Revised March 2020
In Ontario, we have the Occupational Health and Safety Association (OHSA) that sets out the minimum health and safety standards required to protect employees against workplace hazards. If those standards are not upheld, there are stiff financial penalties to pay.
In America, Occupational Safety and Health Administration (OSHA) follows the same guidelines. OSHA’s fines however, have not been adjusted for inflation in decades. Unfortunately, protecting workers from hazards on the job must come at a price, and without it, OSHA has not had the benefit of enforcing regulations the way they need to be. Penalties that are inconsequentially comprised of fines imposed by other government agencies, OSHA enforcement and ultimately employee safety has taken a backseat.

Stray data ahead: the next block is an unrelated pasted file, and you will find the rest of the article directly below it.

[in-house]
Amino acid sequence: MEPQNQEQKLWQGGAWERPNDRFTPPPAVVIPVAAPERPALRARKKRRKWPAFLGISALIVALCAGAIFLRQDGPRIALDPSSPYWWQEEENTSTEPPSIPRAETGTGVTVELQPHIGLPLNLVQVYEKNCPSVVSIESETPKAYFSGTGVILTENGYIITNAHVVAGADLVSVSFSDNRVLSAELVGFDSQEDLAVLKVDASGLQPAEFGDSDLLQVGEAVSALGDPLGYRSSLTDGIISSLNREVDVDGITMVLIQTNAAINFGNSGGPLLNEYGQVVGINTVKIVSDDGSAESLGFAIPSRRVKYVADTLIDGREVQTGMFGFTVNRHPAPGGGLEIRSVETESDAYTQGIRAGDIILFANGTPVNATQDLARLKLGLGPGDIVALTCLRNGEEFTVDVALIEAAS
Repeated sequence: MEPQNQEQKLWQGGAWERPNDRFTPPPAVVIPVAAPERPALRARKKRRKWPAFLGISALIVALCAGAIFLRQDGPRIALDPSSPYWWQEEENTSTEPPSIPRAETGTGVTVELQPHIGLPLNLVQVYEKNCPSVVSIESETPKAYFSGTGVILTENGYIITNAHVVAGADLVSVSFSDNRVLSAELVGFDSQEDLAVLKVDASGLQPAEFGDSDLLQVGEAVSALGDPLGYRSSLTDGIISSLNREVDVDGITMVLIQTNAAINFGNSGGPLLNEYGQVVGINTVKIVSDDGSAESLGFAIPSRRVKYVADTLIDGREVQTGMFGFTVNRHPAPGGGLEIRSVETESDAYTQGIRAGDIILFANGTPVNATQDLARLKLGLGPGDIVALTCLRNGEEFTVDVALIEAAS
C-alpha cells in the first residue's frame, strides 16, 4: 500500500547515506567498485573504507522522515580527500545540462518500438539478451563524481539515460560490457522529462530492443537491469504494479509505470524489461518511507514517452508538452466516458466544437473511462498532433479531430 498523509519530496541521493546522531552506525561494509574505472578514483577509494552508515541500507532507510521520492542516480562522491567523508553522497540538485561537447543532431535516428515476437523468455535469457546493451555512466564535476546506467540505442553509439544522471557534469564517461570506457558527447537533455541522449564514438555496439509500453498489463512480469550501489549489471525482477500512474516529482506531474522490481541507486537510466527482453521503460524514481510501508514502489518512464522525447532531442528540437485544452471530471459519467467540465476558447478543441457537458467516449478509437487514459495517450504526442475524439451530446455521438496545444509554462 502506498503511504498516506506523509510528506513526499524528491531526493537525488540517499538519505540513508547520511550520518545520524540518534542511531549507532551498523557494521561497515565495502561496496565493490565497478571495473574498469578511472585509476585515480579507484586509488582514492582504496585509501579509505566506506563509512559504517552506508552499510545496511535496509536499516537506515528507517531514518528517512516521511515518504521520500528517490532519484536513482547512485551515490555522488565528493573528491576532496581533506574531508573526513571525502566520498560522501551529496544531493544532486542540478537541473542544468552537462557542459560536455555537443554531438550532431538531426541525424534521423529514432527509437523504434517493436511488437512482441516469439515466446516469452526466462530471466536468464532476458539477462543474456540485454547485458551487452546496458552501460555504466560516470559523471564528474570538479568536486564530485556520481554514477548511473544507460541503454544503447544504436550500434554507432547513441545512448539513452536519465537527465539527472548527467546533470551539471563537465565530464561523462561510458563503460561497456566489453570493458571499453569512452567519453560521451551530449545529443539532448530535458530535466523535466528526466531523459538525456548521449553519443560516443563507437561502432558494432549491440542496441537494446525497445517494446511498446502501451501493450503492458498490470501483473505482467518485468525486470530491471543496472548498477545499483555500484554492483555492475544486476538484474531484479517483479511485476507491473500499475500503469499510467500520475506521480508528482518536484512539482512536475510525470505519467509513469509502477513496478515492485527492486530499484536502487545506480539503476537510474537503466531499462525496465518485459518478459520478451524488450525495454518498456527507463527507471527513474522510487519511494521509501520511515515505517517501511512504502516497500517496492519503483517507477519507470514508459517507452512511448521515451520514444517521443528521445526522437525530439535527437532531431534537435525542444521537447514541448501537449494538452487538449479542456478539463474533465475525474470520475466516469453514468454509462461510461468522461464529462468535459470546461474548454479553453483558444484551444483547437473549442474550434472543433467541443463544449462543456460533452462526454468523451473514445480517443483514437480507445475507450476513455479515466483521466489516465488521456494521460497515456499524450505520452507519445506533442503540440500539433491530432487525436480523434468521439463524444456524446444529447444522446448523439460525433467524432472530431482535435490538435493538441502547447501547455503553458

In late 2015, President Obama signed the Bipartisan Budget Act of 2015 which included amendments for the increase of OSHA penalties, allowing them to catch up on inflation rates since the last adjustment in 1990. The rates will increase up to 80%, so a minor violation with a penalty of $7,000 per person will now increase to $12,600.
The final ruling is to be approved July 2016 with the penalty increase effective August 31st, 2016, giving OSHA the ability to be more effective at rectifying occurrences of poor safety performance with the heftier price tag.
Keep an eye on industry news for further updates.